A federal investigation dubbed “Operation Open Market” recently yielded 19 arrests in nine states, for crimes including identity theft and counterfeit credit card trafficking. The defendants allegedly participated in “Carder.su,” a Las Vegas-based transnational ring that bought and sold stolen personal and financial information and manufactured counterfeit IDs and credit and debit cards in order to commit fraud. This criminal organization has also been known to host online forums wherein members are encouraged to buy and sell counterfeit documents and stolen data.
Executive Director of U.S. Immigration and Customs Enforcement’s Homeland Security Investigations James Dinkins commented, “The actions of computer hackers and identity thieves not only harm countless innocent Americans, but the threat they pose to our financial system and global commerce cannot be understated.”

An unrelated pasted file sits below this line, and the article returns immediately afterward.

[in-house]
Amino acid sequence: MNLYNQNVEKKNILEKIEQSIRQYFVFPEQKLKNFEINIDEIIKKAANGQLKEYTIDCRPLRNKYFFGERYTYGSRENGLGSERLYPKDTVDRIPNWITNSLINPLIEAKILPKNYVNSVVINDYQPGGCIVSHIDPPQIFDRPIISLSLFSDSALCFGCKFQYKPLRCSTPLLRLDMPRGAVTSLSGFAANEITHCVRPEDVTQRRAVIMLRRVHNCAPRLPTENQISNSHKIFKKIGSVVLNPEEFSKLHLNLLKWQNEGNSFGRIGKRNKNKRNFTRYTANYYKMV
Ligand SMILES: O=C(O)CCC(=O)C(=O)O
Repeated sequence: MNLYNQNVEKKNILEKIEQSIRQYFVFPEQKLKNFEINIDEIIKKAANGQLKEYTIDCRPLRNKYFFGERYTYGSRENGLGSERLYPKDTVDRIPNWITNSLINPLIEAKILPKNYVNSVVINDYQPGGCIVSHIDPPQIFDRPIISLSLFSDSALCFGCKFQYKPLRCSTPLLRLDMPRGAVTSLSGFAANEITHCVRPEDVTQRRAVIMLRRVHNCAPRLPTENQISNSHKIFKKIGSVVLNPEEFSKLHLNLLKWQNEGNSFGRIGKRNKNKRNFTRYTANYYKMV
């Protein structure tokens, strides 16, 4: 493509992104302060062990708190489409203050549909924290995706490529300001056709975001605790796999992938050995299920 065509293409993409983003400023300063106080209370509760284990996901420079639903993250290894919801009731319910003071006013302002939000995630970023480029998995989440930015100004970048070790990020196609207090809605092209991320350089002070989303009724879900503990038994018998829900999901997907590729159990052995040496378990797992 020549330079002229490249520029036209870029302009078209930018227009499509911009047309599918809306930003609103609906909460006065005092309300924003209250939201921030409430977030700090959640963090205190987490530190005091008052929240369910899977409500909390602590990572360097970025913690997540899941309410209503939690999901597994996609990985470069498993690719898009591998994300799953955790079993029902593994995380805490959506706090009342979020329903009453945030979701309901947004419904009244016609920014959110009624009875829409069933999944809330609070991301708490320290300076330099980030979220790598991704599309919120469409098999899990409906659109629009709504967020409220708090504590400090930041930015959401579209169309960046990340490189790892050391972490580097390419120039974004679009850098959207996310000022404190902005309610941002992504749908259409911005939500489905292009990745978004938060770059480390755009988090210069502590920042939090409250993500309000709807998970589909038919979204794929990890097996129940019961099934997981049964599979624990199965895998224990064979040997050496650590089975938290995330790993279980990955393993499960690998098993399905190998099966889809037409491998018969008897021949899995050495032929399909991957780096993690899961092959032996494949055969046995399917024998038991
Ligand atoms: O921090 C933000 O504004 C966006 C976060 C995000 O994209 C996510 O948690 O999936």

According to the Federal Financial Institutions Examination Council’s latest update, “Fraudsters use keyloggers to steal the logon ID, password, and challenge question answers of financial institution customers. This information alone or in conjunction with stolen browser cookies loaded on the fraudster’s PC may enable the fraudster to log into the customer’s account and transfer funds to accounts controlled by the fraudster, usually through wire or ACH transactions.”
The FFIEC recommends that financial institutions incorporate device identification into their layered security approach in order to thwart attacks like these, but smart financial institutions are going a step further by employing device reputation analysis approach.
iovation, an Oregon-based firm helping to fight cybercrime, offers device reputation, which builds on its complex device identification technology. It does this by offering real-time risk assessments which look at evidence of past fraud attacks, risk profiles, detects anomalies, and uncovers relationships between devices and accounts that have a history of working in collusion to stealing from online businesses.